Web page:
After Darryl Doles allegedly ransacked three liquor stores owned by Asian Americans in Baltimore and bashed two Korean sisters in the head with a cinder block, he was asked why he hurt them.
“They need to go back to their country,” said Doles, according to a grand jury indictment. “I’ll order out before I eat that mother------- food.”
A Baltimore grand jury indicted the 49-year-old Monday on 22 criminal charges including attempted murder, hate crimes, assault and destruction of property.
Baltimore’s top elected leaders gathered outside the Clarence M. Mitchell Jr. Courthouse downtown to announce the additional charges. Doles was arrested immediately after the attacks, but faced only assault, weapons charges and destruction of property.
City leaders including the mayor, council president, state’s attorney and police commissioner came together to send a message.
“Hate has no place in our city,” Mayor Brandon Scott said. “My administration has no tolerance for racially motivated acts of discrimination and hate crimes. ... We will be a city for everyone.”
The attack on Hy-Shin Williams, 67, and her sister, Hye-kyong Yun, 66, was captured by surveillance cameras and seen widely across the city. The sisters were left bruised and bleeding from their faces and heads. Both women were hospitalized and continue to suffer headaches and dizziness, according to the indictment. A plastic surgeon was needed to stitch closed one of the gashes to Williams’ head. An online fundraiser collected more than $84,000 for them.
News of the additional charges against their alleged attacker was welcomed by Dr. Tony Du, an epidemiologist in Howard County and former board director of the Chinese America Parent Association there.
“It is very encouraging ... the public needs to see the consequences. Not just, OK, somebody committed a hate crime, but nothing really happened,” Du said. “We see how many people get hurt, but we don’t see real punishment.”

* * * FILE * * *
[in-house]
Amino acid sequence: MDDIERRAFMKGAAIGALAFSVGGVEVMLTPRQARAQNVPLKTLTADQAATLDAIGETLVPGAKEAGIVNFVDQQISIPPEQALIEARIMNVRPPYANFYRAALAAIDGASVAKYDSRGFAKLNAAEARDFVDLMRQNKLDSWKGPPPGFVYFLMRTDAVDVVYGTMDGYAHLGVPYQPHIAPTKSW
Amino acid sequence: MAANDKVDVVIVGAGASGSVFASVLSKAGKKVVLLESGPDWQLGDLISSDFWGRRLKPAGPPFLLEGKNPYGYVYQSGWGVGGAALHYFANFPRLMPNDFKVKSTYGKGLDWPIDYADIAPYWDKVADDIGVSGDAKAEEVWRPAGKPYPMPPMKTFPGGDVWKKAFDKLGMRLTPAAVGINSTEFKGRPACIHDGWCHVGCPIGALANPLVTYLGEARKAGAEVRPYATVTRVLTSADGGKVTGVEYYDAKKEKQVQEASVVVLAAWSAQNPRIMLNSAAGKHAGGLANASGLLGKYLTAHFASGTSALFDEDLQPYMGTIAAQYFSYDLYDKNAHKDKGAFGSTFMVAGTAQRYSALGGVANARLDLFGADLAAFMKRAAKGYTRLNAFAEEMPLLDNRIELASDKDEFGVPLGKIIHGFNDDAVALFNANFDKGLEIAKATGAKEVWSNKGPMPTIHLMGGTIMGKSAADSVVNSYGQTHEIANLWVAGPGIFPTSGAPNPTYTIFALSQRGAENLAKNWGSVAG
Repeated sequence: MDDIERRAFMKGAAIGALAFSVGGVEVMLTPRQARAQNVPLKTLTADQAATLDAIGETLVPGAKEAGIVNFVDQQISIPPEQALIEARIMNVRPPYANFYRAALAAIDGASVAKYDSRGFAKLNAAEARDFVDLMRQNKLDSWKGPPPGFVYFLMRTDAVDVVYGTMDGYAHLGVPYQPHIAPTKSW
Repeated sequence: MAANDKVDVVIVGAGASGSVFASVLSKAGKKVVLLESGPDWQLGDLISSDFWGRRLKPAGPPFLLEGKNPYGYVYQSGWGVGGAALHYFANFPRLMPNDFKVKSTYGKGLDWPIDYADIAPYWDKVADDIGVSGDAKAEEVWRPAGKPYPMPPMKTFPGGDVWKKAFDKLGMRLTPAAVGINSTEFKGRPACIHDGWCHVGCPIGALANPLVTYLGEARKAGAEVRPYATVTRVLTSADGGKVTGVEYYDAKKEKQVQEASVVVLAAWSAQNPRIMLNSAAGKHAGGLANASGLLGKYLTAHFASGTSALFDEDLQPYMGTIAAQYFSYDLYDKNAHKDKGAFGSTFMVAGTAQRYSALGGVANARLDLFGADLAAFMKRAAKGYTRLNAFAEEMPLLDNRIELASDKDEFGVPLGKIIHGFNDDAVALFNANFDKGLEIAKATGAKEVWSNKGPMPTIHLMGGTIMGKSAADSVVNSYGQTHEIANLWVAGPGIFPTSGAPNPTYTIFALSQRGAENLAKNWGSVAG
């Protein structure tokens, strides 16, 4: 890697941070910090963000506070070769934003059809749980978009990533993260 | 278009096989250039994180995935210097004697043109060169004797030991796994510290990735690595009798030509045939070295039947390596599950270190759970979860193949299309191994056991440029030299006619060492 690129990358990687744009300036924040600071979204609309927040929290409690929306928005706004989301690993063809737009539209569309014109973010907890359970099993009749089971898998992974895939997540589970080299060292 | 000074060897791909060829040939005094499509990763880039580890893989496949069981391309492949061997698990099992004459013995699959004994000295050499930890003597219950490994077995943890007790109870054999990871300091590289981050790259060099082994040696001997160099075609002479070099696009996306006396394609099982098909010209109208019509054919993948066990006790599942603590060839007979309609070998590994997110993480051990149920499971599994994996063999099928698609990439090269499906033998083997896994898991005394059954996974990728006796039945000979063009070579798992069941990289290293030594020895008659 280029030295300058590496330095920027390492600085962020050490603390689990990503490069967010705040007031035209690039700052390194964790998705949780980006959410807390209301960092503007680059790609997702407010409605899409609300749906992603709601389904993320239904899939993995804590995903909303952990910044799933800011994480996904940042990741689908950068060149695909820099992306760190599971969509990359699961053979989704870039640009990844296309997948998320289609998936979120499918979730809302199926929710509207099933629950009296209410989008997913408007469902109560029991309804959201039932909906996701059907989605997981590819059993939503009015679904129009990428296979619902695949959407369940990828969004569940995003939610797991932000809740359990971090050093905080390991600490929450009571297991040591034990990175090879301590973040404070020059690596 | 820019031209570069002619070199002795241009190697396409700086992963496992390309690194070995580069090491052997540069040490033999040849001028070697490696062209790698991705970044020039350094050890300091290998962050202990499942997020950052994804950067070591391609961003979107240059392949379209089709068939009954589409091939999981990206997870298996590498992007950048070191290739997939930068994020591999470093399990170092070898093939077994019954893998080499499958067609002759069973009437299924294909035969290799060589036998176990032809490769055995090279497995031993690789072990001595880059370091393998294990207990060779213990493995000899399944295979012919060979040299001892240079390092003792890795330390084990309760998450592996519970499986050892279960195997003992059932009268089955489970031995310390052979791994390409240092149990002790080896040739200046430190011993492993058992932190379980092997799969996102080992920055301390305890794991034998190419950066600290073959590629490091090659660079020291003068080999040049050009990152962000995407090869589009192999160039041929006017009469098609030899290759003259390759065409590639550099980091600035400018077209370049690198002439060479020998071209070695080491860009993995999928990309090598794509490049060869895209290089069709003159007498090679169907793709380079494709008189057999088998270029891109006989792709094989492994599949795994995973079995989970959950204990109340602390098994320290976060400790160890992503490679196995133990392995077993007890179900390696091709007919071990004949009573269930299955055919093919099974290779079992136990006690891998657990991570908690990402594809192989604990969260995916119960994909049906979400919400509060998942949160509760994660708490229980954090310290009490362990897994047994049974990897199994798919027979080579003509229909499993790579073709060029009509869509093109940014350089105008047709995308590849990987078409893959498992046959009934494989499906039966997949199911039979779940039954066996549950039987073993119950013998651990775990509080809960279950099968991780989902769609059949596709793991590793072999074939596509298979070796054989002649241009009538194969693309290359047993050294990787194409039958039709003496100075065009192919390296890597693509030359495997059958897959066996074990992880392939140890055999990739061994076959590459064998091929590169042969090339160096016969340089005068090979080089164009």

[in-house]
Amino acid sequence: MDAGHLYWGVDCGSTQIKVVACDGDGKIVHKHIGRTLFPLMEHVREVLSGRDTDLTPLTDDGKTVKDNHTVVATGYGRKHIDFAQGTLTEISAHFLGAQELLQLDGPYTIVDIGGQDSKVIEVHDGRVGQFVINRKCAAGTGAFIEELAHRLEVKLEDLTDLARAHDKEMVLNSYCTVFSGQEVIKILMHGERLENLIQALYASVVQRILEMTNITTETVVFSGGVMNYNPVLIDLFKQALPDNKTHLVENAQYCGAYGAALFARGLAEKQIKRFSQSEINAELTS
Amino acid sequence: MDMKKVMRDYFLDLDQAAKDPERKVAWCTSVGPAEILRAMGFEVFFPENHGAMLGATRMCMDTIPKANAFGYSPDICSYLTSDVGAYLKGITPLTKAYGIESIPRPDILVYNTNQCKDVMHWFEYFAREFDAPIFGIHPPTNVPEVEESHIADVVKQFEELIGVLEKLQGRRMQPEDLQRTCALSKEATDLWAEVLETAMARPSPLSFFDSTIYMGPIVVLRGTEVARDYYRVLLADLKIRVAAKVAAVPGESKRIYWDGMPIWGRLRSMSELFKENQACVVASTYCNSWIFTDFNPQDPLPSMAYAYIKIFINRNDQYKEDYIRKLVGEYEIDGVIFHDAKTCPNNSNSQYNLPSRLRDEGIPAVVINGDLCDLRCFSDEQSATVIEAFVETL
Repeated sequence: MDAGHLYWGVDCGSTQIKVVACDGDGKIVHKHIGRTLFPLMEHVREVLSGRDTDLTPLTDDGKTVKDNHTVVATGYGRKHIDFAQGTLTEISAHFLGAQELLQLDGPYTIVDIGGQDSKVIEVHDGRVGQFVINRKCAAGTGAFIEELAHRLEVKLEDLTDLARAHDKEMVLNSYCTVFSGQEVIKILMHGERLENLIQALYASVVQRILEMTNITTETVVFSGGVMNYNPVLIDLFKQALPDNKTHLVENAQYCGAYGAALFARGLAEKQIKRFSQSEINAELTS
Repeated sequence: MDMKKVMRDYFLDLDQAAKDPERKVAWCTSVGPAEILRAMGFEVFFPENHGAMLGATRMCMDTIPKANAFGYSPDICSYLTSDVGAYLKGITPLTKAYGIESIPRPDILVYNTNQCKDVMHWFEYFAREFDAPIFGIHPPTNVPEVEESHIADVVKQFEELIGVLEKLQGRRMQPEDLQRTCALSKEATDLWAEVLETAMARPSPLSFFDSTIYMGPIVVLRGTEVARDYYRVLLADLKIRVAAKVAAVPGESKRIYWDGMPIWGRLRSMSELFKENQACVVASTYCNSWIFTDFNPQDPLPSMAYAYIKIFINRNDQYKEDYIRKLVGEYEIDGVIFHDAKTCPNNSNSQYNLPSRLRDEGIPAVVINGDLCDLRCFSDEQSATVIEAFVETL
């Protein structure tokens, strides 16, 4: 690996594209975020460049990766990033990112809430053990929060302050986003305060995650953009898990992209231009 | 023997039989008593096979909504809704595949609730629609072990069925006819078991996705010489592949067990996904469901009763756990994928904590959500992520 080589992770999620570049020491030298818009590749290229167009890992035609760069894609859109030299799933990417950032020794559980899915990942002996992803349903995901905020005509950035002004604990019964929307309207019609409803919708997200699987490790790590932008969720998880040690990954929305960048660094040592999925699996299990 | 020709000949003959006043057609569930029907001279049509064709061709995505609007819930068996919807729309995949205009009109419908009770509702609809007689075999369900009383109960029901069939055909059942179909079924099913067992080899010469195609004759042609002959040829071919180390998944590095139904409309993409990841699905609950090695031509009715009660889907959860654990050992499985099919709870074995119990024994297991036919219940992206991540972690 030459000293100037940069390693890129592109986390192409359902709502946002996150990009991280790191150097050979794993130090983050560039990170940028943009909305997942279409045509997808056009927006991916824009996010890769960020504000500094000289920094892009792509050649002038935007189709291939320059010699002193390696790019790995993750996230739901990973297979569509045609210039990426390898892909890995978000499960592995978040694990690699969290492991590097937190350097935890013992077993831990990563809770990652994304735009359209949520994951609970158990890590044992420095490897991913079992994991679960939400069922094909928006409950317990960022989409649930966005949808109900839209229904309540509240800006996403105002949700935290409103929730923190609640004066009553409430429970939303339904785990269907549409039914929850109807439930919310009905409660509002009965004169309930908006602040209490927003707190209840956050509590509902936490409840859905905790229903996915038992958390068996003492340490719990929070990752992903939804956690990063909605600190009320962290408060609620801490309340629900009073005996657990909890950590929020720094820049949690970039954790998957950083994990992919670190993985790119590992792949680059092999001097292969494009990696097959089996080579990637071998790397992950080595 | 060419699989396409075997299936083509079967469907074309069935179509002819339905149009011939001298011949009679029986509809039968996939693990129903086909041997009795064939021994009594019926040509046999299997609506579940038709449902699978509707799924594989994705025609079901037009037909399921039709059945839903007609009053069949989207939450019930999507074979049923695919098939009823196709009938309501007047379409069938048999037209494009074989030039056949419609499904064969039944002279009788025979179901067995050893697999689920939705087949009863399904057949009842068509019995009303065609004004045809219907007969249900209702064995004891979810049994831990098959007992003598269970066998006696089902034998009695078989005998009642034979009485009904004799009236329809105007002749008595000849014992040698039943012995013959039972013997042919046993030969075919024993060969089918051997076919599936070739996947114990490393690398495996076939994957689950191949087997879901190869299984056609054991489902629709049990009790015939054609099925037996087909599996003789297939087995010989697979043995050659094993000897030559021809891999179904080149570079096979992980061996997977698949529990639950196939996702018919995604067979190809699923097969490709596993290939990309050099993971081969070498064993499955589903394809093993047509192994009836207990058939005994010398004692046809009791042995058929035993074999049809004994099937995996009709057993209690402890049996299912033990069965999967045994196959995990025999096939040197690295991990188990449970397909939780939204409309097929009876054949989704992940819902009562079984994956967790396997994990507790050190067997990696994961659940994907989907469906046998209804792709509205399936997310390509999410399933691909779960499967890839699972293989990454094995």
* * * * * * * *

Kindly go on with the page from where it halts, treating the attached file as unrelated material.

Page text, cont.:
The attacks followed the wave of anti-Asian sentiment that has surfaced since the coronavirus outbreak last year. Across Maryland, Asian Americans say they have been accosted and blamed for the virus. In Howard County, police were investigating a string of burglaries at Asian-American restaurants. Gov. Larry Hogan has said his Korean-American wife, Yumi, and their daughters have felt the sting of harassment. In March, six Asian women were gunned down at spas in Atlanta.
“What we’ve all borne witness to over the past year is resentment over coronavirus restrictions, which have unleashed a tidal wave of unjustified vicious assaults against Asian Americans across this nation,” State’s Attorney Marilyn Mosby said. “This misplaced anger and hatred toward our Asian American community members is disturbing, unacceptable and will not be tolerated in the City of Baltimore.”
Doles faces life in prison if convicted. The Northeast Baltimore man remains held without bail.
His attorney, Staci Pipkin, said Doles has suffered poor mental health and addiction throughout his life. She accused Mosby of grandstanding — elevating the charges not because of any new evidence but because of attention from news reporters.
“Unfortunately, we have seen that office overcharge cases on a regular basis simply because they want press attention,” Pipkin said. “There is no new evidence presented since the time that the SAO [state’s attorney’s office] chose to initially charge this as an assault. It was only after this case made the news that these charges were added, increasing the penalties dramatically.”